Nonetheless it offers an excellent wildlife experience in an undeniably spectacular setting and, being just two hours’ drive from Johannesburg, is extremely convenient for the safari-goer who can’t reach the Kruger.

Expert
Gemma Pitcher   –  
Australia AU
Visited: April

Gemma authored several Lonely Planet guidebooks, including the guides to Africa, Kenya, Tanzania and South Africa.

6 people found this review helpful.

Not just a theme park
Overall rating
3/5

Don’t be fooled by Pilanesberg’s proximity to the famously tacky mega-casino at Sun City – this park is actually extensive, scenic and biologically diverse, and well worth it as an add-on to the wave pool or gaming tables. I love the park’s towering volcanic outcrops, which give photos a great scenic backdrop. You’ll need at least a full day to do justice to the variety of landscapes here, and it’s easy to self-drive on the well-maintained network of roads.

The park was stocked with translocated game in the 1970s and has a good variety of species including both white and black rhinos. If you’d like to stay the night (I recommend you do, to take advantage of the early mornings for game drives) there are a few good-value lodges to choose from.

Expert
Christopher Clark   –  
United Kingdom UK
Visited: Multiple times

Christopher is a British travel writer and has contributed to various Fodor's guidebooks and a range of travel magazines.

5 people found this review helpful.

Big 5 on a plate, close to Jo’Burg
Overall rating
3/5

Pilanesberg National Park was my first safari destination in South Africa and it certainly delivered the goods in terms of wildlife. We saw all of the Big 5 over the course of three days in the rainy season (when the high grass and denser vegetation makes game harder to spot). Then to cap it all off, just as the sun was setting on our final day we found a pack of wild dogs on a recent kill near the exit.

Pilanesberg’s density of game is certainly its biggest selling-point. But it’s also a very accessible park. It’s relatively small, you can self-drive, and most of it can be accessed without a 4x4 over the course of a single day if you’re in a hurry. It’s also just an easy couple of hours drive from Johannesburg and a little less from Pretoria. And it’s malaria-free. Combine all of the above with a handful of very affordable (if a little tacky) accommodation options and it’s not hard to see why Pilanesberg is a local favourite, particularly with families getting out of the city for a weekend or over the school holidays.

During these peak periods, the park can get exceptionally busy and begin to feel a little like a big zoo, but come during the week out of season and you’ll still get some semblance of “real” African bush.

Expert
Ariadne van Zandbergen   –  
South Africa ZA
Visited: Multiple times

Ariadne is a renowned African wildlife photographer whose work is featured in many well-known guidebooks and magazines.

5 people found this review helpful.

An extinct volcano, stocked with animals
Overall rating
3/5

This scenic little park is set within the crater of an extinct volcano. For purists like me, it might feel a little bit contrived. All animals in the park have been reintroduced here. Some of the species would have occurred here naturally before they became extinct, but others wouldn’t. So, I can’t help feeling there is a bit of a zoo element to the place. Having said that, I was very impressed with the wildlife densities on my last visit. I had visited the park several times more than 10 years ago and I don’t remember the game viewing to be nearly as good as it was on my visit a few months ago. I saw lots of elephants, several white rhinos, lions, lots of zebras and wildebeest and several antelope species including some that feel out of place like the dry-country gemsbok and springbok.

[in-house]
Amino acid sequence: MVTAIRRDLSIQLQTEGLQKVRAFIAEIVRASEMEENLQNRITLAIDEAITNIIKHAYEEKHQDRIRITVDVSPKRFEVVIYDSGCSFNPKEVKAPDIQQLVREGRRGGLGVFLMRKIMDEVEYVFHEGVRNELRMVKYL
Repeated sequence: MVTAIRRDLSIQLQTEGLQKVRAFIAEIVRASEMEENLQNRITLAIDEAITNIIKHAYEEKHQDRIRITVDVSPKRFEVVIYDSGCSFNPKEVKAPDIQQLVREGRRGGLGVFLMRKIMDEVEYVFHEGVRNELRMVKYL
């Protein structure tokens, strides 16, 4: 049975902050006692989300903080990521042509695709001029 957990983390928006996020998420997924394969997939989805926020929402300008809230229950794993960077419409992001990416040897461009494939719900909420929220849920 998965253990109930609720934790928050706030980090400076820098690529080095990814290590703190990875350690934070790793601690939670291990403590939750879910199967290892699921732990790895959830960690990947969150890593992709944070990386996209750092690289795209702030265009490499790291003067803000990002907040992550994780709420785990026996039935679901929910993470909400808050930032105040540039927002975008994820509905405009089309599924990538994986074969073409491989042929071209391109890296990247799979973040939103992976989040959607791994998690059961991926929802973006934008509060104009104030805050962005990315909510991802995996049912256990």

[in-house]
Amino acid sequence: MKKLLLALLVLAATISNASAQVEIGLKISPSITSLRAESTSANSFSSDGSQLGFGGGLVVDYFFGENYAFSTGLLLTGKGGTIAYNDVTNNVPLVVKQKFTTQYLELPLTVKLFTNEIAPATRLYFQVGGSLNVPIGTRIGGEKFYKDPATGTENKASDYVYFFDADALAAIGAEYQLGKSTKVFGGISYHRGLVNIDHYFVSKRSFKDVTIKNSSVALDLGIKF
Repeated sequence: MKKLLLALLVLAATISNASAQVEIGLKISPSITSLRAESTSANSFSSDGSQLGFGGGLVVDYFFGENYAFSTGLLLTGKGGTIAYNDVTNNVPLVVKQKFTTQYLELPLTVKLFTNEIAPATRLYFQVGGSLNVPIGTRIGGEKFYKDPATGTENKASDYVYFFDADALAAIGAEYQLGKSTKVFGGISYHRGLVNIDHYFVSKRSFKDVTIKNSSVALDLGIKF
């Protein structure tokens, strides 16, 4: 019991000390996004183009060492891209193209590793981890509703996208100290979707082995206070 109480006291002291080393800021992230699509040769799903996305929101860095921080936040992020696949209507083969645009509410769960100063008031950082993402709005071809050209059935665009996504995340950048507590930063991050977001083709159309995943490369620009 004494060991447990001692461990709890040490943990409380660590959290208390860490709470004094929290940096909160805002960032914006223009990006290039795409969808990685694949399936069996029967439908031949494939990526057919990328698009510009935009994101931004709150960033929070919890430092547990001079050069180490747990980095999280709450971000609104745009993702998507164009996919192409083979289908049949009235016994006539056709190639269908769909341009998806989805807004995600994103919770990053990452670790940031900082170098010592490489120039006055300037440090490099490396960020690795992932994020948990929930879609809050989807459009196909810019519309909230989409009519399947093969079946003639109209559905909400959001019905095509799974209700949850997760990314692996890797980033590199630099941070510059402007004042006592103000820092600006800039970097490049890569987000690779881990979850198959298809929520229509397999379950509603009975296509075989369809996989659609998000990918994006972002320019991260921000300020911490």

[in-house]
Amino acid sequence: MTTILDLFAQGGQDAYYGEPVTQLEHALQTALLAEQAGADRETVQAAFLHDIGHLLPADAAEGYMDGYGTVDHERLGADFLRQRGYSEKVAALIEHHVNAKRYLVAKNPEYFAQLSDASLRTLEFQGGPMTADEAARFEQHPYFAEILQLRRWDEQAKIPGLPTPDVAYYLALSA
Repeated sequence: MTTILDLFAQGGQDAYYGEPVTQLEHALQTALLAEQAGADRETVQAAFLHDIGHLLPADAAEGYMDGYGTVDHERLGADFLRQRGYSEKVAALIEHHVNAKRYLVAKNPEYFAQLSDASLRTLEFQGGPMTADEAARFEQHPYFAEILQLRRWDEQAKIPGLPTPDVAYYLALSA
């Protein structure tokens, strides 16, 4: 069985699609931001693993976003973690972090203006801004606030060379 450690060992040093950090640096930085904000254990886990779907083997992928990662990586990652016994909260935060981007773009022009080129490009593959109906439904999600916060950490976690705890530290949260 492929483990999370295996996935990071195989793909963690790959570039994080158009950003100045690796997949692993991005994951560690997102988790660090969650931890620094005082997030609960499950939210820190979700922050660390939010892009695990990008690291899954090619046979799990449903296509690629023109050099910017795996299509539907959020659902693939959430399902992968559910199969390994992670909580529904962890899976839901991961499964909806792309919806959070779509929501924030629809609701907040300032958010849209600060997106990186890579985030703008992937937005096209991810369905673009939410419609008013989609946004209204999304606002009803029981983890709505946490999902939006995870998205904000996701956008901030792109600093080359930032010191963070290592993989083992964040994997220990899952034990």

Expert
Stephen Cunliffe   –  
South Africa ZA
Visited: Multiple times

Stephen is a travel writer and avid conservationist whose work appears in prestigious magazines such as Africa Geographic and Travel Africa.

2 people found this review helpful.

Gambling and Game-viewing
Overall rating
3/5

The Pilanesberg is certainly not everyone’s cup of tea … After-all late night carousing seldom goes hand-in-hand with early morning game drives, but there are some who love it. Obviously, visitors have the choice of skipping Sun City’s casinos all together to rather concentrate on the wildlife that resides within the rings of hills that naturally contain this small park. I must be honest and say that this place is not my favourite park in South Africa by a long shot, but I still have enjoyed many good sighting here. From elephants and rhinos to lions and even a leopard killing a young kudu at the resort waterhole! The Pilanesberg is a small man-made reserve that has been extensively restocked, so while it lacks the wilderness vibe, it usually delivers quite consistent and decent wildlife sighting. If you like the sound of a bright lights and big city atmosphere combined with lots of animals and a late night game of black jack, then this park was made for you!

Average Expert Rating

  • 3.4/5
  • Wildlife
  • Scenery
  • Bush Vibe
  • Birding